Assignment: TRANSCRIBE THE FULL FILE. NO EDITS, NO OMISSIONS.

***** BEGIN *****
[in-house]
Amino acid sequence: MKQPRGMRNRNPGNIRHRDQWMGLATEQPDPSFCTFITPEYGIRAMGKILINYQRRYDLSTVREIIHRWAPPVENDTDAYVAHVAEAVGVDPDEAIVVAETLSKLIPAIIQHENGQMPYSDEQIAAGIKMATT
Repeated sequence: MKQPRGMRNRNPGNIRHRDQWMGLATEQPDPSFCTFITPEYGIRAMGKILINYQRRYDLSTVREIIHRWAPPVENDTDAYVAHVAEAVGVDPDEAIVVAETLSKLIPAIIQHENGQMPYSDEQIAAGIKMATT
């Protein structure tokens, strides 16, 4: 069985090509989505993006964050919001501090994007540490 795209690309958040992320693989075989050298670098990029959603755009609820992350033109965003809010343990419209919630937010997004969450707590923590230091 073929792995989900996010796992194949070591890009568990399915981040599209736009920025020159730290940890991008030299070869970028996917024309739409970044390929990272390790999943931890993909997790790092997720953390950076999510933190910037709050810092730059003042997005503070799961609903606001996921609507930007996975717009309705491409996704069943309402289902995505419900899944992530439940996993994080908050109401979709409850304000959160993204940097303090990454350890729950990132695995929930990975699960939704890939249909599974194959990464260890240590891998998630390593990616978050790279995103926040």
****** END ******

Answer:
[in-house]
Amino acid sequence: MKQPRGMRNRNPGNIRHRDQWMGLATEQPDPSFCTFITPEYGIRAMGKILINYQRRYDLSTVREIIHRWAPPVENDTDAYVAHVAEAVGVDPDEAIVVAETLSKLIPAIIQHENGQMPYSDEQIAAGIKMATT
Repeated sequence: MKQPRGMRNRNPGNIRHRDQWMGLATEQPDPSFCTFITPEYGIRAMGKILINYQRRYDLSTVREIIHRWAPPVENDTDAYVAHVAEAVGVDPDEAIVVAETLSKLIPAIIQHENGQMPYSDEQIAAGIKMATT
């Protein structure tokens, strides 16, 4: 069985090509989505993006964050919001501090994007540490 795209690309958040992320693989075989050298670098990029959603755009609820992350033109965003809010343990419209919630937010997004969450707590923590230091 073929792995989900996010796992194949070591890009568990399915981040599209736009920025020159730290940890991008030299070869970028996917024309739409970044390929990272390790999943931890993909997790790092997720953390950076999510933190910037709050810092730059003042997005503070799961609903606001996921609507930007996975717009309705491409996704069943309402289902995505419900899944992530439940996993994080908050109401979709409850304000959160993204940097303090990454350890729950990132695995929930990975699960939704890939249909599974194959990464260890240590891998998630390593990616978050790279995103926040």